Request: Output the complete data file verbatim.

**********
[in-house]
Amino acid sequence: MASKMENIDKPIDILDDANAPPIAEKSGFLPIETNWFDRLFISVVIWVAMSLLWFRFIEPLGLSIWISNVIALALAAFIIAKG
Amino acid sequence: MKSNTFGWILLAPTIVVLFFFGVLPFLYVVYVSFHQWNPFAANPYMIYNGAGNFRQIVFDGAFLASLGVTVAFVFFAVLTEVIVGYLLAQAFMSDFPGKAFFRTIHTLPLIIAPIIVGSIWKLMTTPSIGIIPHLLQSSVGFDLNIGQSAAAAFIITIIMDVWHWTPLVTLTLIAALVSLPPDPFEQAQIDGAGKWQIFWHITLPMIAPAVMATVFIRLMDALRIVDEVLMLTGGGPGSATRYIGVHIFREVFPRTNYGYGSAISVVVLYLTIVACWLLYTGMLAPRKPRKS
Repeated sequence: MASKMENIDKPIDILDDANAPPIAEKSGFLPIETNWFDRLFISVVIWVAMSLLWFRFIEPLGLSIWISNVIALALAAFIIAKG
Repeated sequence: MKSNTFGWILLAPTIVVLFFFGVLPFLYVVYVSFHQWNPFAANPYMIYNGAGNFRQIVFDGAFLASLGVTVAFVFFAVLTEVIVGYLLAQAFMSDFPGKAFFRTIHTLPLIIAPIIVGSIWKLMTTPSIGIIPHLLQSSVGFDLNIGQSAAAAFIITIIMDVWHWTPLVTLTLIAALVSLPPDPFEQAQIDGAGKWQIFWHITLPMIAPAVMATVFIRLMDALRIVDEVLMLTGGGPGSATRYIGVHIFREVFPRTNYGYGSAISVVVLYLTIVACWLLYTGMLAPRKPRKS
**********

[in-house]
Amino acid sequence: MASKMENIDKPIDILDDANAPPIAEKSGFLPIETNWFDRLFISVVIWVAMSLLWFRFIEPLGLSIWISNVIALALAAFIIAKG
Amino acid sequence: MKSNTFGWILLAPTIVVLFFFGVLPFLYVVYVSFHQWNPFAANPYMIYNGAGNFRQIVFDGAFLASLGVTVAFVFFAVLTEVIVGYLLAQAFMSDFPGKAFFRTIHTLPLIIAPIIVGSIWKLMTTPSIGIIPHLLQSSVGFDLNIGQSAAAAFIITIIMDVWHWTPLVTLTLIAALVSLPPDPFEQAQIDGAGKWQIFWHITLPMIAPAVMATVFIRLMDALRIVDEVLMLTGGGPGSATRYIGVHIFREVFPRTNYGYGSAISVVVLYLTIVACWLLYTGMLAPRKPRKS
Repeated sequence: MASKMENIDKPIDILDDANAPPIAEKSGFLPIETNWFDRLFISVVIWVAMSLLWFRFIEPLGLSIWISNVIALALAAFIIAKG
Repeated sequence: MKSNTFGWILLAPTIVVLFFFGVLPFLYVVYVSFHQWNPFAANPYMIYNGAGNFRQIVFDGAFLASLGVTVAFVFFAVLTEVIVGYLLAQAFMSDFPGKAFFRTIHTLPLIIAPIIVGSIWKLMTTPSIGIIPHLLQSSVGFDLNIGQSAAAAFIITIIMDVWHWTPLVTLTLIAALVSLPPDPFEQAQIDGAGKWQIFWHITLPMIAPAVMATVFIRLMDALRIVDEVLMLTGGGPGSATRYIGVHIFREVFPRTNYGYGSAISVVVLYLTIVACWLLYTGMLAPRKPRKS